The main overseer of a team is the working supervisor. They are in charge of ensuring that the team's goals are met, and they do this by monitoring the daily performance of employees, organizing workflow for increased efficiency, and coaching employees as needed.
Working supervisors also handle timekeeping records, employee training, performance reports, and employee concerns. On a typical day, they work in semi-private or private offices, communicate with team members and other people in management, attend meetings, and conduct coaching sessions as needed. They may also be involved in the hiring process, as they know what kind of people fits best with the team.
An applicant with a high school diploma or GED may qualify for this role, but most employers generally prefer applicants with at least a bachelor's or associate's degree in a relevant field. Moreover, they want applicants with extensive experience in the industry, ideally in a supervisory role. If the applicant does not have experience as a supervisor, they must display strong leadership skills to show that they are ready for the role.
There is more than meets the eye when it comes to being a working supervisor. For example, did you know that they make an average of $24.94 an hour? That's $51,883 a year!
When it comes to the most important skills required to be a working supervisor, we found that a lot of resumes listed 14.9% of working supervisors included facility, while 14.8% of resumes included direct supervision, and 11.9% of resumes included safety rules. Hard skills like these are helpful to have when it comes to performing essential job responsibilities.
When it comes to searching for a job, many search for a key term or phrase. Instead, it might be more helpful to search by industry, as you might be missing jobs that you never thought about in industries that you didn't even think offered positions related to the working supervisor job title. But what industry to start with? Most working supervisors actually find jobs in the manufacturing and retail industries.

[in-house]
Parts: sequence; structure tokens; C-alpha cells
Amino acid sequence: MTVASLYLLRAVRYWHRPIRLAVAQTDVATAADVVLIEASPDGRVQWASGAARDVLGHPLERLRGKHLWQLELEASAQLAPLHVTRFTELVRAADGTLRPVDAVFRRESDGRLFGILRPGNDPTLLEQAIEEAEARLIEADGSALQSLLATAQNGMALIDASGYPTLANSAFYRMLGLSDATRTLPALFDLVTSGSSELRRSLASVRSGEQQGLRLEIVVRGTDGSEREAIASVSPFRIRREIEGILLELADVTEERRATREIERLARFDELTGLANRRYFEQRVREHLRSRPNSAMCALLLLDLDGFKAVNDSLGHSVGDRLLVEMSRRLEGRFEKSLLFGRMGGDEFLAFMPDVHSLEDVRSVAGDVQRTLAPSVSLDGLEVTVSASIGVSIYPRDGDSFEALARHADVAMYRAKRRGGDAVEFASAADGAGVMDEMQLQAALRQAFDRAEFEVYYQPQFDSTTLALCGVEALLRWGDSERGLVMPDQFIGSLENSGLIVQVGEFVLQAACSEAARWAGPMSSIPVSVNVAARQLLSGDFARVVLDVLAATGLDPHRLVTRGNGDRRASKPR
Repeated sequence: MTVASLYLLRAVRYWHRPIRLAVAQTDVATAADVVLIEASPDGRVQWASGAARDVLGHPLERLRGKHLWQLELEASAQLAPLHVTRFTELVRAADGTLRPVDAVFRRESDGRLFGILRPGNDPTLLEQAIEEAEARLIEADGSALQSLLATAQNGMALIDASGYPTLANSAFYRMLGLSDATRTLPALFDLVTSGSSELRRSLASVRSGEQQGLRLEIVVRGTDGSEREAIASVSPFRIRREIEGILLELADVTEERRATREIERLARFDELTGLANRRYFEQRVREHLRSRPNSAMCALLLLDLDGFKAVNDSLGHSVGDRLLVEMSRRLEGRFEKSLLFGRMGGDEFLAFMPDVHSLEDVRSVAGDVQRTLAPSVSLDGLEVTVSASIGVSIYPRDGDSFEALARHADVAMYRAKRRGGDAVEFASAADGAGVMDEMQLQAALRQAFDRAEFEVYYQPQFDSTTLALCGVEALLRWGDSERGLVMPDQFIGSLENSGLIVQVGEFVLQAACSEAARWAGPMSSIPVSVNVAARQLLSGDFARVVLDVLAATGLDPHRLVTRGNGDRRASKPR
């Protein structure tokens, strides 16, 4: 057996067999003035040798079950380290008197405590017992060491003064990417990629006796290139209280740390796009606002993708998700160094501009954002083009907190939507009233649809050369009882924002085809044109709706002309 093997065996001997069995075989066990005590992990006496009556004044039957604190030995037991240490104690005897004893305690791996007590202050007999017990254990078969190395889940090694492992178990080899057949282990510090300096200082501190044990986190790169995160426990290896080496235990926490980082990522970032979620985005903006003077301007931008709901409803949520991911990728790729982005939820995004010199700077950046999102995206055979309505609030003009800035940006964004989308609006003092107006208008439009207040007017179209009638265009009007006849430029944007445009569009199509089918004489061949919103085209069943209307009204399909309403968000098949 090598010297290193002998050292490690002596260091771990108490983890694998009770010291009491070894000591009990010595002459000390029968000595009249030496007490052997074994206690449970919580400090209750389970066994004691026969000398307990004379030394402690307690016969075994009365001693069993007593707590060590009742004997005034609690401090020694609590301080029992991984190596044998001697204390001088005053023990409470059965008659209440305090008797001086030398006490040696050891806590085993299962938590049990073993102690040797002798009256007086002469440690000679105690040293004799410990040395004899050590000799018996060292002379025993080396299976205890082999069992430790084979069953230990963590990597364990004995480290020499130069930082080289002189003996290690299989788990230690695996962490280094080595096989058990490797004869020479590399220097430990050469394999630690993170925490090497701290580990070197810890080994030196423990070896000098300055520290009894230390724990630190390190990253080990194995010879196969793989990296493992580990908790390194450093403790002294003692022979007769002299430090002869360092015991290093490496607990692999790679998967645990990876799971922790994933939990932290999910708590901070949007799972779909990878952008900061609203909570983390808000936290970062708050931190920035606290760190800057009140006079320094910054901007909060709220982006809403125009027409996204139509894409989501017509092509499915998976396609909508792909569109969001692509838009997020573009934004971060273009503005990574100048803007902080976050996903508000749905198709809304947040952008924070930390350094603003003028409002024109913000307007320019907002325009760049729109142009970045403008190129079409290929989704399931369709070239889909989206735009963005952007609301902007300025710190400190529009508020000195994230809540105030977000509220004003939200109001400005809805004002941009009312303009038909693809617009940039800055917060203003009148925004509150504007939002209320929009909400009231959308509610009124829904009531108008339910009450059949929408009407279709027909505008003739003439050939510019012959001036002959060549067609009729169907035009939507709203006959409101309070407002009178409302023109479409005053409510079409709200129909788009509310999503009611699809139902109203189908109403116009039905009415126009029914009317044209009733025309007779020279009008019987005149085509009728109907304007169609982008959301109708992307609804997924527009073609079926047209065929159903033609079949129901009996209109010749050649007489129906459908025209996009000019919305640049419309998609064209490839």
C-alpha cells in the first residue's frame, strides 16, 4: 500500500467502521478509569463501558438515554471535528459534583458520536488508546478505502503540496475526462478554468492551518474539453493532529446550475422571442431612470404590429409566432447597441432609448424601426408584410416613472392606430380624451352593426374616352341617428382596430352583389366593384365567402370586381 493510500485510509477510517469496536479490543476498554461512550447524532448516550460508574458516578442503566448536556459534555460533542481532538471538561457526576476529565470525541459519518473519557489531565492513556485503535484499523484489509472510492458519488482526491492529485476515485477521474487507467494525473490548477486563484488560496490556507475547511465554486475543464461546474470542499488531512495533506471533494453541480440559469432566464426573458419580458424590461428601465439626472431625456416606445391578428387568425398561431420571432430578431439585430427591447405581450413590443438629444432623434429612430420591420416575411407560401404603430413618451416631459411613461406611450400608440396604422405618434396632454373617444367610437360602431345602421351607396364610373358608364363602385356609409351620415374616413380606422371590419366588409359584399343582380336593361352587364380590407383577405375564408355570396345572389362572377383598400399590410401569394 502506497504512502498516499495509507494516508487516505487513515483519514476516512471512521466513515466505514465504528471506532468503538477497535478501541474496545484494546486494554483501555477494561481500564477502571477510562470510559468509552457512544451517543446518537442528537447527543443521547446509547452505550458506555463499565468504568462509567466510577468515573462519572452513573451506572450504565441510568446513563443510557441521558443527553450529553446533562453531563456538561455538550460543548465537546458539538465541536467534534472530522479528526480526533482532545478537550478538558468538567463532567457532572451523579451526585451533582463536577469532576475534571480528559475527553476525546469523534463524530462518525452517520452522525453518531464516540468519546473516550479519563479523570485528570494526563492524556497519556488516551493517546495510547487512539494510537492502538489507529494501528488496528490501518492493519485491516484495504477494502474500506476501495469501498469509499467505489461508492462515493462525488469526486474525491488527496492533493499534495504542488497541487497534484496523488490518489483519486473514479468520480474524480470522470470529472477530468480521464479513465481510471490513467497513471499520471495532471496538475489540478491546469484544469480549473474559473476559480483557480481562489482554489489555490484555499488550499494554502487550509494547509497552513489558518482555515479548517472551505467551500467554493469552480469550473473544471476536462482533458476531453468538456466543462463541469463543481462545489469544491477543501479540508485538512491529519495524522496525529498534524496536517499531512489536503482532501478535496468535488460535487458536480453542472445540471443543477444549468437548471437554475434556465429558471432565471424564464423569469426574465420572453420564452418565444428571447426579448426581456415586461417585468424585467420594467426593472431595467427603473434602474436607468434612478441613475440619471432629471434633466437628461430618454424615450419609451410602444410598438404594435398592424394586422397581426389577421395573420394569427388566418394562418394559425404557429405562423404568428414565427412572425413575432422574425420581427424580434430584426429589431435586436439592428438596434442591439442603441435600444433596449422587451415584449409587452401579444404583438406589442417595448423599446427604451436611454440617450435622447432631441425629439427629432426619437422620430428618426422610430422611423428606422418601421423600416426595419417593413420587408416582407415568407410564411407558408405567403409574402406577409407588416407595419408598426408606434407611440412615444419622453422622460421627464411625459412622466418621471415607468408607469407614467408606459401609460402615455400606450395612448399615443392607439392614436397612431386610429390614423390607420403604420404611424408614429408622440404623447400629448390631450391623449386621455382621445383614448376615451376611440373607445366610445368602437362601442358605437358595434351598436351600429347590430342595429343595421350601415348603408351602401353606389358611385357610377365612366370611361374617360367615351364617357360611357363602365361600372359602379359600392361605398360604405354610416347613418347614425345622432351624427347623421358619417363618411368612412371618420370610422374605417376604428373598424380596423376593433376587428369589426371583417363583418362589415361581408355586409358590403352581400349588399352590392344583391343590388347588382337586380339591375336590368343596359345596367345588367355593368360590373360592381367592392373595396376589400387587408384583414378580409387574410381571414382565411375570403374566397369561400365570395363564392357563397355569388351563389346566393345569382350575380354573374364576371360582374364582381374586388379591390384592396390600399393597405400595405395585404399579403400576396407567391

If you're interested in becoming a working supervisor, one of the first things to consider is how much education you need. We've determined that 31.5% of working supervisors have a bachelor's degree. In terms of higher education levels, we found that 5.1% of working supervisors have master's degrees. Even though some working supervisors have a college degree, it's possible to become one with only a high school degree or GED.
Choosing the right major is always an important step when researching how to become a working supervisor. When we researched the most common majors for a working supervisor, we found that they most commonly earn bachelor's degree degrees or high school diploma degrees. Other degrees that we often see on working supervisor resumes include associate degree degrees or master's degree degrees.
You may find that experience in other jobs will help you become a working supervisor. In fact, many working supervisor jobs require experience in a role such as supervisor. Meanwhile, many working supervisors also have previous career experience in roles such as cashier or internship.